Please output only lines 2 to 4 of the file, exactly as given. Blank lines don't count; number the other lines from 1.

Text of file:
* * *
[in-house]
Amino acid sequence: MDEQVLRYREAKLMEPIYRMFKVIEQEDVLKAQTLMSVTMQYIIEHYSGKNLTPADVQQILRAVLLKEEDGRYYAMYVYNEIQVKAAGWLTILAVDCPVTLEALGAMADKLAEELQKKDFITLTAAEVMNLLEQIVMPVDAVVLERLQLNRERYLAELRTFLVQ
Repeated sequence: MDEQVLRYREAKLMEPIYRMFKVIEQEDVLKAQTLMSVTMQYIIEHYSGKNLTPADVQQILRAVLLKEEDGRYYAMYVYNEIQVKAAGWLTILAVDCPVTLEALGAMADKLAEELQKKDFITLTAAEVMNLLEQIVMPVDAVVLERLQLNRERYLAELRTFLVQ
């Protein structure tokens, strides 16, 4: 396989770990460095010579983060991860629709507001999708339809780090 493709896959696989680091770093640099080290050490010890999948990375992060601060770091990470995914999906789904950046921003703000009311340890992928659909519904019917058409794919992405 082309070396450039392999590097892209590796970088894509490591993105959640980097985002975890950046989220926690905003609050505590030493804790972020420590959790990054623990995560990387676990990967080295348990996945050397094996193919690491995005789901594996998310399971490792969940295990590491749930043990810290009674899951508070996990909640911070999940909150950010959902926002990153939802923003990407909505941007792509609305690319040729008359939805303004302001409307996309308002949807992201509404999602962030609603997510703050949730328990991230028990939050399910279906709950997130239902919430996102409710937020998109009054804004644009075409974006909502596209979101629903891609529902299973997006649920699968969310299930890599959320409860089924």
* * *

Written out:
Amino acid sequence: MDEQVLRYREAKLMEPIYRMFKVIEQEDVLKAQTLMSVTMQYIIEHYSGKNLTPADVQQILRAVLLKEEDGRYYAMYVYNEIQVKAAGWLTILAVDCPVTLEALGAMADKLAEELQKKDFITLTAAEVMNLLEQIVMPVDAVVLERLQLNRERYLAELRTFLVQ
Repeated sequence: MDEQVLRYREAKLMEPIYRMFKVIEQEDVLKAQTLMSVTMQYIIEHYSGKNLTPADVQQILRAVLLKEEDGRYYAMYVYNEIQVKAAGWLTILAVDCPVTLEALGAMADKLAEELQKKDFITLTAAEVMNLLEQIVMPVDAVVLERLQLNRERYLAELRTFLVQ
């Protein structure tokens, strides 16, 4: 396989770990460095010579983060991860629709507001999708339809780090 493709896959696989680091770093640099080290050490010890999948990375992060601060770091990470995914999906789904950046921003703000009311340890992928659909519904019917058409794919992405 082309070396450039392999590097892209590796970088894509490591993105959640980097985002975890950046989220926690905003609050505590030493804790972020420590959790990054623990995560990387676990990967080295348990996945050397094996193919690491995005789901594996998310399971490792969940295990590491749930043990810290009674899951508070996990909640911070999940909150950010959902926002990153939802923003990407909505941007792509609305690319040729008359939805303004302001409307996309308002949807992201509404999602962030609603997510703050949730328990991230028990939050399910279906709950997130239902919430996102409710937020998109009054804004644009075409974006909502596209979101629903891609529902299973997006649920699968969310299930890599959320409860089924």